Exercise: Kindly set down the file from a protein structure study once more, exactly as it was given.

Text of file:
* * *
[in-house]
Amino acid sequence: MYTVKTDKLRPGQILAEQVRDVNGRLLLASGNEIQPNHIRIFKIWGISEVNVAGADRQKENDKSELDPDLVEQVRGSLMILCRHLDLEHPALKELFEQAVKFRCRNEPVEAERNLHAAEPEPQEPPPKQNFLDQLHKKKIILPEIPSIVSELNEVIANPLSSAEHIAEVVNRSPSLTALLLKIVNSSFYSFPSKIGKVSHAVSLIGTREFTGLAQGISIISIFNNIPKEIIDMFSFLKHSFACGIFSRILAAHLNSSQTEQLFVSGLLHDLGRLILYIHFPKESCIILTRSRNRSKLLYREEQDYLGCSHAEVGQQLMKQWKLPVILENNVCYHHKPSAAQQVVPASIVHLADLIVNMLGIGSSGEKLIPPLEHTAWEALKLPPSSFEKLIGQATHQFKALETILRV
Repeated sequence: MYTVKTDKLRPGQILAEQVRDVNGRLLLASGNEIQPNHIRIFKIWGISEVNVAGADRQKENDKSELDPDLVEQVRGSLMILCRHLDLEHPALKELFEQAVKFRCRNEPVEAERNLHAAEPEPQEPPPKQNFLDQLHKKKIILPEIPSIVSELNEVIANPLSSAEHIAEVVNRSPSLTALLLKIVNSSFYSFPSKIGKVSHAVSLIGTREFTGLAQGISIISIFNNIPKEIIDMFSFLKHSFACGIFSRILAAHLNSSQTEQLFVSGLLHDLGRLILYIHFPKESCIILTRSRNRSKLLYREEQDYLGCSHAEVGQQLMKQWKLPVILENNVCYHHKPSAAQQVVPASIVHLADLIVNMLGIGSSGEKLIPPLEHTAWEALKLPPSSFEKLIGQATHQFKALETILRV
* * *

[in-house]
Amino acid sequence: MYTVKTDKLRPGQILAEQVRDVNGRLLLASGNEIQPNHIRIFKIWGISEVNVAGADRQKENDKSELDPDLVEQVRGSLMILCRHLDLEHPALKELFEQAVKFRCRNEPVEAERNLHAAEPEPQEPPPKQNFLDQLHKKKIILPEIPSIVSELNEVIANPLSSAEHIAEVVNRSPSLTALLLKIVNSSFYSFPSKIGKVSHAVSLIGTREFTGLAQGISIISIFNNIPKEIIDMFSFLKHSFACGIFSRILAAHLNSSQTEQLFVSGLLHDLGRLILYIHFPKESCIILTRSRNRSKLLYREEQDYLGCSHAEVGQQLMKQWKLPVILENNVCYHHKPSAAQQVVPASIVHLADLIVNMLGIGSSGEKLIPPLEHTAWEALKLPPSSFEKLIGQATHQFKALETILRV
Repeated sequence: MYTVKTDKLRPGQILAEQVRDVNGRLLLASGNEIQPNHIRIFKIWGISEVNVAGADRQKENDKSELDPDLVEQVRGSLMILCRHLDLEHPALKELFEQAVKFRCRNEPVEAERNLHAAEPEPQEPPPKQNFLDQLHKKKIILPEIPSIVSELNEVIANPLSSAEHIAEVVNRSPSLTALLLKIVNSSFYSFPSKIGKVSHAVSLIGTREFTGLAQGISIISIFNNIPKEIIDMFSFLKHSFACGIFSRILAAHLNSSQTEQLFVSGLLHDLGRLILYIHFPKESCIILTRSRNRSKLLYREEQDYLGCSHAEVGQQLMKQWKLPVILENNVCYHHKPSAAQQVVPASIVHLADLIVNMLGIGSSGEKLIPPLEHTAWEALKLPPSSFEKLIGQATHQFKALETILRV